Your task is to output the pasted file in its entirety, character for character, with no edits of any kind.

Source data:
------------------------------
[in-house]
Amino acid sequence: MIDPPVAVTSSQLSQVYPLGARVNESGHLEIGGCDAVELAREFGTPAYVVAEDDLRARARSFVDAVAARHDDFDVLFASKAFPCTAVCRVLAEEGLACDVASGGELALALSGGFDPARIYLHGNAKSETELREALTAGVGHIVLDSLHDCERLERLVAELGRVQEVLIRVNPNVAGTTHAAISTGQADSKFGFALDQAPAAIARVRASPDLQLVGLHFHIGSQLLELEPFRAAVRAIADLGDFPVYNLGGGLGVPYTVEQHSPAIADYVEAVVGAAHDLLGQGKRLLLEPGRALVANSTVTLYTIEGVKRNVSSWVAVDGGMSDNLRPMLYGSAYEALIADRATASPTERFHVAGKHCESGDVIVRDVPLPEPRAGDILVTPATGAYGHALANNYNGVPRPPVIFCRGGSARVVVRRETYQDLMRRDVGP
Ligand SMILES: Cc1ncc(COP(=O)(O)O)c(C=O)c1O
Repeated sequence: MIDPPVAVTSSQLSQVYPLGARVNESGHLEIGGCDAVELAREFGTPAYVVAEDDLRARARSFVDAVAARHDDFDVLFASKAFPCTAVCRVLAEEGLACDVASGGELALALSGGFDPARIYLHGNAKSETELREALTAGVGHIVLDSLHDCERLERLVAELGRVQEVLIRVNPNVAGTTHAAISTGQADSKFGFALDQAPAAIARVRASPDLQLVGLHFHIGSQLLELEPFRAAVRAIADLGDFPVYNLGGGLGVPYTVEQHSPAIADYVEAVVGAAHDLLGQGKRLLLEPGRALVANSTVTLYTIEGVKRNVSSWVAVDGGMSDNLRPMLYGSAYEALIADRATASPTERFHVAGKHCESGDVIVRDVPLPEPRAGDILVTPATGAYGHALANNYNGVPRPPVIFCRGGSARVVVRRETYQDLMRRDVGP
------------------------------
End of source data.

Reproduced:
[in-house]
Amino acid sequence: MIDPPVAVTSSQLSQVYPLGARVNESGHLEIGGCDAVELAREFGTPAYVVAEDDLRARARSFVDAVAARHDDFDVLFASKAFPCTAVCRVLAEEGLACDVASGGELALALSGGFDPARIYLHGNAKSETELREALTAGVGHIVLDSLHDCERLERLVAELGRVQEVLIRVNPNVAGTTHAAISTGQADSKFGFALDQAPAAIARVRASPDLQLVGLHFHIGSQLLELEPFRAAVRAIADLGDFPVYNLGGGLGVPYTVEQHSPAIADYVEAVVGAAHDLLGQGKRLLLEPGRALVANSTVTLYTIEGVKRNVSSWVAVDGGMSDNLRPMLYGSAYEALIADRATASPTERFHVAGKHCESGDVIVRDVPLPEPRAGDILVTPATGAYGHALANNYNGVPRPPVIFCRGGSARVVVRRETYQDLMRRDVGP
Ligand SMILES: Cc1ncc(COP(=O)(O)O)c(C=O)c1O
Repeated sequence: MIDPPVAVTSSQLSQVYPLGARVNESGHLEIGGCDAVELAREFGTPAYVVAEDDLRARARSFVDAVAARHDDFDVLFASKAFPCTAVCRVLAEEGLACDVASGGELALALSGGFDPARIYLHGNAKSETELREALTAGVGHIVLDSLHDCERLERLVAELGRVQEVLIRVNPNVAGTTHAAISTGQADSKFGFALDQAPAAIARVRASPDLQLVGLHFHIGSQLLELEPFRAAVRAIADLGDFPVYNLGGGLGVPYTVEQHSPAIADYVEAVVGAAHDLLGQGKRLLLEPGRALVANSTVTLYTIEGVKRNVSSWVAVDGGMSDNLRPMLYGSAYEALIADRATASPTERFHVAGKHCESGDVIVRDVPLPEPRAGDILVTPATGAYGHALANNYNGVPRPPVIFCRGGSARVVVRRETYQDLMRRDVGP